"Some bolder measures on the transformation and reforms in the working of the public sector banks would have been better. Probably our expectations were a bit too high," Boston Consulting Group India partner and director Saurabh Tripathi told PTI here.
In his maiden budget speech, Jaitley today said the government is committed to hold on to its majority holding in state-run banks, but given the need to raise Rs 2.40 trillion for the transition to the Basel-III framework, there will be some dilution of shareholding.
He, however, added that the government will maintain a "majority" holding in banks and added that it will refer to retail investors while diluting its holdings.
"Roadmap wise, the Budget gives us clarity that the government will go to the public rather than pumping in its own money to recapitalise banks," consultancy firm EY partner for financial services Sameer Gupta said.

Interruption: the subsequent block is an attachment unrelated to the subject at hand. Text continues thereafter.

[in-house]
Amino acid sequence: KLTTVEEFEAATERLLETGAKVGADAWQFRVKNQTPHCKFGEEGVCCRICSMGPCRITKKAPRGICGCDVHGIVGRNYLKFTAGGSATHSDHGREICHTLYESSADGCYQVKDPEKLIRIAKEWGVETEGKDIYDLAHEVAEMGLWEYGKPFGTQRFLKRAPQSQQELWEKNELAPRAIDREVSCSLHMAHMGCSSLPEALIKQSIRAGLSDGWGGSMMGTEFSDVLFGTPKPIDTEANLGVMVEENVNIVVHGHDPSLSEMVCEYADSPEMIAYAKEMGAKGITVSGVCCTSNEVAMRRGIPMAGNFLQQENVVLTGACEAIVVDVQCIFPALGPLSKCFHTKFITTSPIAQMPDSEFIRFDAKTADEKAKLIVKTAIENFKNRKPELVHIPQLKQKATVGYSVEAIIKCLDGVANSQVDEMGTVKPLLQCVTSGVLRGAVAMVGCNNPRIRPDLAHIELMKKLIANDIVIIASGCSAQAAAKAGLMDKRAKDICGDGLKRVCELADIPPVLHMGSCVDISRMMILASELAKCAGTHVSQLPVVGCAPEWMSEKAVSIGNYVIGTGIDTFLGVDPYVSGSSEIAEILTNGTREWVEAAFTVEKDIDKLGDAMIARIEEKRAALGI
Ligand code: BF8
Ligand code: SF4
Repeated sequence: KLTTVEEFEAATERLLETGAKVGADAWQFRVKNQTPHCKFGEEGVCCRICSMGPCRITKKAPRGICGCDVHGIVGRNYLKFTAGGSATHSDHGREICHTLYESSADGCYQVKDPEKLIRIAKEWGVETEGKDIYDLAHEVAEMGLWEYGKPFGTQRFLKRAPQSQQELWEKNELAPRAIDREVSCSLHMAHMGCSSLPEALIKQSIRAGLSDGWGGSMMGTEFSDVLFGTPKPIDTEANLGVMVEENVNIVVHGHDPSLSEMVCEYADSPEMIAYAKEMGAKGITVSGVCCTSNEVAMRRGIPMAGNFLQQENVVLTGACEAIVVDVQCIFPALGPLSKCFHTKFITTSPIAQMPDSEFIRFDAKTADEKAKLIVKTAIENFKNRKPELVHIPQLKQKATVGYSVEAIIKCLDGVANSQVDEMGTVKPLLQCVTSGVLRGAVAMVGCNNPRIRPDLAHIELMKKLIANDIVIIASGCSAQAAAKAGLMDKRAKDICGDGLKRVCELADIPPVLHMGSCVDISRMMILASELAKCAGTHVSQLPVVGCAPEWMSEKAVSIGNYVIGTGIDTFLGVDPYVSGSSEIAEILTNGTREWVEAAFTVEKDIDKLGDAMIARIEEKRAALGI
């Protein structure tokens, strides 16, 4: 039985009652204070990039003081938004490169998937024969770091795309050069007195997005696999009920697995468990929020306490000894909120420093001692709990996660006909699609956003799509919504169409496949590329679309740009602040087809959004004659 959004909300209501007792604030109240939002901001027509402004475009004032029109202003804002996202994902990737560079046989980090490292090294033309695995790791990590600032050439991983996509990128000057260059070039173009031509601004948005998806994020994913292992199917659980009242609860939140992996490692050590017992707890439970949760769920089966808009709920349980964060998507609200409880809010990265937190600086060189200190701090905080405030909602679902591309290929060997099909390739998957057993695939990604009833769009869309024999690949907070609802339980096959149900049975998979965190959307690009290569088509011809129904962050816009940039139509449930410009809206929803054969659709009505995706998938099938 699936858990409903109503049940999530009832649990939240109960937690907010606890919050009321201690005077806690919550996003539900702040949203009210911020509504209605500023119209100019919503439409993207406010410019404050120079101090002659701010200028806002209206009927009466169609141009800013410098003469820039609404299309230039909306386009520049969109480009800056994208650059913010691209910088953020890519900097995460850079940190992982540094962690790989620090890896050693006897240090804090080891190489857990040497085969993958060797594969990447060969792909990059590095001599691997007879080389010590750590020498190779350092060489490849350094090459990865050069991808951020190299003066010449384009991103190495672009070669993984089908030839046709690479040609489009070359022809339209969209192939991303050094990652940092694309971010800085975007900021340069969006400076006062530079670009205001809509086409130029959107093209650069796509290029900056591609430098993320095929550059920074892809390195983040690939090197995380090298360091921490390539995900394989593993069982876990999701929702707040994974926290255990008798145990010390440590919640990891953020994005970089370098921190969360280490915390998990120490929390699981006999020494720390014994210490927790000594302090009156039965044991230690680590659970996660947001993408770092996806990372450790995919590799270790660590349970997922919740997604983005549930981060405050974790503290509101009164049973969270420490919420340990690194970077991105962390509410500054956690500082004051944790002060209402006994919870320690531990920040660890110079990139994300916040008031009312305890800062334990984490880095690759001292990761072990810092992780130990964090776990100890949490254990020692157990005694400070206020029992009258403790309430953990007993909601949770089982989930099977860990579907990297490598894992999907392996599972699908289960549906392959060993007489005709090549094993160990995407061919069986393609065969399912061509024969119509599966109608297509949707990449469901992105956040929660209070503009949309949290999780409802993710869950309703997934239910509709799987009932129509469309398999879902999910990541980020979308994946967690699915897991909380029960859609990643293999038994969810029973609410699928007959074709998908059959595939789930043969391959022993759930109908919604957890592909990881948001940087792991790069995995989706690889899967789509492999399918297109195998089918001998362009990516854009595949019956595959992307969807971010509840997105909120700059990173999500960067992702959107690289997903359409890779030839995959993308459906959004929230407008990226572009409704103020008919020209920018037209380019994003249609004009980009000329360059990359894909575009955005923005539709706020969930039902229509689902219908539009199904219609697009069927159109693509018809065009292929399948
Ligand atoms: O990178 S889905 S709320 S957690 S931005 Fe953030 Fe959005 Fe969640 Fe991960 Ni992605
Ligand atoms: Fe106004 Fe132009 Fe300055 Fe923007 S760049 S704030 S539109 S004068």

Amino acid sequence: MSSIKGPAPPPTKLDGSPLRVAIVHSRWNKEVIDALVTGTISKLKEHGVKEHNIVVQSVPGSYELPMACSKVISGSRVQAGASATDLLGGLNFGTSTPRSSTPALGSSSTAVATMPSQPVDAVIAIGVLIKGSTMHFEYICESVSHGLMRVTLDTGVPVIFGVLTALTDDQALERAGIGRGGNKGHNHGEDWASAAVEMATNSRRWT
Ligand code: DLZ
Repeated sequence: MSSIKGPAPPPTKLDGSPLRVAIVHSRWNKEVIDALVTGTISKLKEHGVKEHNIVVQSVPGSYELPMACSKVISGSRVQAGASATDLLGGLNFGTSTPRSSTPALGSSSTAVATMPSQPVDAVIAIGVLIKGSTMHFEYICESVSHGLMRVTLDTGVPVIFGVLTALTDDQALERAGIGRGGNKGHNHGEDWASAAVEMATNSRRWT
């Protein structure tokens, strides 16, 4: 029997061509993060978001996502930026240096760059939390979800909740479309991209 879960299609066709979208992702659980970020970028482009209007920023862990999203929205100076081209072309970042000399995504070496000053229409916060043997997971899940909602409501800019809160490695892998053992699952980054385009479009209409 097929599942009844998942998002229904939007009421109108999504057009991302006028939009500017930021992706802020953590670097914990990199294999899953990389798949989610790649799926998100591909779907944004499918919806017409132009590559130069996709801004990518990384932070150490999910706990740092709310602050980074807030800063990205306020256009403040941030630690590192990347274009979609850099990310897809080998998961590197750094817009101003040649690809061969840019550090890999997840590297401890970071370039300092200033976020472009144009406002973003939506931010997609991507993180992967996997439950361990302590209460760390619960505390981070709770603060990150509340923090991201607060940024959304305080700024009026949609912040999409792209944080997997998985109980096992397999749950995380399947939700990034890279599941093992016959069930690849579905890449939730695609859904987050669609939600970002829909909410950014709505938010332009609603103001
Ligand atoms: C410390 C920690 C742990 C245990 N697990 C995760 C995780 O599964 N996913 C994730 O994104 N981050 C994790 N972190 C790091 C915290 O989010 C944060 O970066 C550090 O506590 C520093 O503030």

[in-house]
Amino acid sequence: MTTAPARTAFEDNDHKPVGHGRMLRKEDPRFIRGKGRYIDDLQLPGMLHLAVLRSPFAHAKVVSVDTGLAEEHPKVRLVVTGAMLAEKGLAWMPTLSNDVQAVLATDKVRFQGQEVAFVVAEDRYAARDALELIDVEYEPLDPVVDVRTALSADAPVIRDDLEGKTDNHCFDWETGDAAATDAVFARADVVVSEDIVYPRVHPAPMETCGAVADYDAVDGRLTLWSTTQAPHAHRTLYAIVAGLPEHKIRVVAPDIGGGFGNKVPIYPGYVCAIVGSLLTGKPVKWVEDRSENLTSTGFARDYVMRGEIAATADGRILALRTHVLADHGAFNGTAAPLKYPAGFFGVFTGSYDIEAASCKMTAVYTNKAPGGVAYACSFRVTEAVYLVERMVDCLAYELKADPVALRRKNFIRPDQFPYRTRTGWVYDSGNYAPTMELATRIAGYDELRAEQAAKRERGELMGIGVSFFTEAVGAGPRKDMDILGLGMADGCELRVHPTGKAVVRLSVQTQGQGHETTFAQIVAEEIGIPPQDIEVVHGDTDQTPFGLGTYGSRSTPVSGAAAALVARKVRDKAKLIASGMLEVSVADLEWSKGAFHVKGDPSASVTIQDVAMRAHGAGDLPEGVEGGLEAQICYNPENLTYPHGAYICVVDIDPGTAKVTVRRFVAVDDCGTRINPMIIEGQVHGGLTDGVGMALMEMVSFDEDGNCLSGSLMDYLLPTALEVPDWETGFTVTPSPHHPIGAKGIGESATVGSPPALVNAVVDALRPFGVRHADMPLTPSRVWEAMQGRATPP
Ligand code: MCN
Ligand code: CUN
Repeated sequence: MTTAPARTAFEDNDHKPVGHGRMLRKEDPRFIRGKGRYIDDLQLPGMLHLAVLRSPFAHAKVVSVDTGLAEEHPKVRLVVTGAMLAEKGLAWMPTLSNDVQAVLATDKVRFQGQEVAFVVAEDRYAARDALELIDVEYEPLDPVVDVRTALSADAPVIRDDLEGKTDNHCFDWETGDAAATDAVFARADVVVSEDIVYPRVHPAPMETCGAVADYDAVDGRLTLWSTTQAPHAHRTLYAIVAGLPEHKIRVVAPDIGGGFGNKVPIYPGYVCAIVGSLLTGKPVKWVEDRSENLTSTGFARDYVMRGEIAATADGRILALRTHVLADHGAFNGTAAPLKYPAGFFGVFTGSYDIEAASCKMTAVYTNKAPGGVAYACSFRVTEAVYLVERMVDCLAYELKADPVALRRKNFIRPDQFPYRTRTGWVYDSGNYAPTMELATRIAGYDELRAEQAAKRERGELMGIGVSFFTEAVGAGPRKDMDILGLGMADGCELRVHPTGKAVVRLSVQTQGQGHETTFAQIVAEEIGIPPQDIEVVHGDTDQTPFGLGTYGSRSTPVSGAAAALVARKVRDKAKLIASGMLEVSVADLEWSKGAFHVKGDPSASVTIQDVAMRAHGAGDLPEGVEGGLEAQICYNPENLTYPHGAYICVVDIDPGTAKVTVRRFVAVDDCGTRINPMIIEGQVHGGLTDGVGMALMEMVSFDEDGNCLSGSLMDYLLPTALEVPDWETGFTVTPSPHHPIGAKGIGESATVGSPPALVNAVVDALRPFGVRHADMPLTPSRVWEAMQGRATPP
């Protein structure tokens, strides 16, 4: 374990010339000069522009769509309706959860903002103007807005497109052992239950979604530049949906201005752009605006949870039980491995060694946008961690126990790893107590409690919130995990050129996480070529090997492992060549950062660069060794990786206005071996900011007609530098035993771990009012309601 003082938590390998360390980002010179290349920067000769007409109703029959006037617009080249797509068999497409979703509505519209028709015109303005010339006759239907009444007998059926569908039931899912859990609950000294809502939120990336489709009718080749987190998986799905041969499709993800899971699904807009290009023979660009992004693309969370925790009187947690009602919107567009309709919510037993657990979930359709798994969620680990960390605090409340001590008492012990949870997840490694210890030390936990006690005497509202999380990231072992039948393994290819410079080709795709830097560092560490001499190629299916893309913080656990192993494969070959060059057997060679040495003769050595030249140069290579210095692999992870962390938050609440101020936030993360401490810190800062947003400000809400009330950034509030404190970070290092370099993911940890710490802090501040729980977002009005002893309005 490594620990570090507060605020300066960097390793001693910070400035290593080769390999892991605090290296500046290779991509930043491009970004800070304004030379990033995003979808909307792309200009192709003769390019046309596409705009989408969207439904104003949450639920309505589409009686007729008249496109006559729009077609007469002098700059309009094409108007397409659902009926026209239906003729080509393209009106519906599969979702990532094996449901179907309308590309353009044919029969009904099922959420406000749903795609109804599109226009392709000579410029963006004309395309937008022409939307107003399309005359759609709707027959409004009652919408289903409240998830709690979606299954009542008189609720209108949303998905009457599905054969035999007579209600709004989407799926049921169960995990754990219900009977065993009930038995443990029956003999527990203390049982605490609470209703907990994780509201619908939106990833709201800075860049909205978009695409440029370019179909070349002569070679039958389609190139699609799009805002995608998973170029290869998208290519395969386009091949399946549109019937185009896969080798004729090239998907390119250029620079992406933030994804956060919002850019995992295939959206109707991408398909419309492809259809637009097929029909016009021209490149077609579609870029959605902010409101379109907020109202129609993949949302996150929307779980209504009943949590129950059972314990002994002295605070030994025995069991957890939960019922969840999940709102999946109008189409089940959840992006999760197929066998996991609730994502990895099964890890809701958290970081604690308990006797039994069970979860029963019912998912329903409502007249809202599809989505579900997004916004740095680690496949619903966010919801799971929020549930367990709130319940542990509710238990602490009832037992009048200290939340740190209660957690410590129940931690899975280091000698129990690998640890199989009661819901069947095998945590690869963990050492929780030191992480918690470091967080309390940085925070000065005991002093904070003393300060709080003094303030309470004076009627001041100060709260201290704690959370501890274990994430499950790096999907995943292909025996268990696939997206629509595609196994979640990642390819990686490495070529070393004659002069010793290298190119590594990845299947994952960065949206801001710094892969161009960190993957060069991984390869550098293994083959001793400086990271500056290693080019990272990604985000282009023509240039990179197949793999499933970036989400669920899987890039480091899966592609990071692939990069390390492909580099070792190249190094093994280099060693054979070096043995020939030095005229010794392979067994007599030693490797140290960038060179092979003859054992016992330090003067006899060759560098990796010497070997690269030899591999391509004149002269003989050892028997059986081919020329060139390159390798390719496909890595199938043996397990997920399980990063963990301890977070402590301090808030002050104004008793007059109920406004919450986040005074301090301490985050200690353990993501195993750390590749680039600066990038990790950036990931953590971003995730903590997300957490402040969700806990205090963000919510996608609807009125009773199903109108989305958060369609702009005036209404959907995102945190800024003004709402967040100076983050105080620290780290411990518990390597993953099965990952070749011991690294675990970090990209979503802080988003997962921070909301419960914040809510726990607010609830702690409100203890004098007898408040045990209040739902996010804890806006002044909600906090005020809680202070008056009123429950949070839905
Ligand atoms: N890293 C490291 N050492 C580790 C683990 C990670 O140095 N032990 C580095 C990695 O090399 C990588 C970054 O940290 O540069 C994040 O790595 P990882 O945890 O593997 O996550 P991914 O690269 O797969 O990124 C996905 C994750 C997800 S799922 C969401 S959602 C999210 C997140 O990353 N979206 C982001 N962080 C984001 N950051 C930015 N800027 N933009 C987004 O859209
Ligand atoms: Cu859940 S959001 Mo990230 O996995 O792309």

At least two analysts said the looming threat of agitations by unions would have prevented the minister from spelling out his agenda.
Analysts at ratings agency India Ratings welcomed the move to allow banks to raise long-term money to fund infrastructure projects by issuing bonds, saying the saving on the CRR and SLR will help the net interest margin.
However, commenting on the same move, another analyst said some concessions on the priority sector lending (PSL) requirements are also essential as the enlarged infrastructure book puts pressure on the low yielding PSL.
Consultancy firm Deloitte's senior director Monish Shah said the announcement to have uniform KYC norms across financial products is also a welcome move as it is very convenient and will help save time for customers.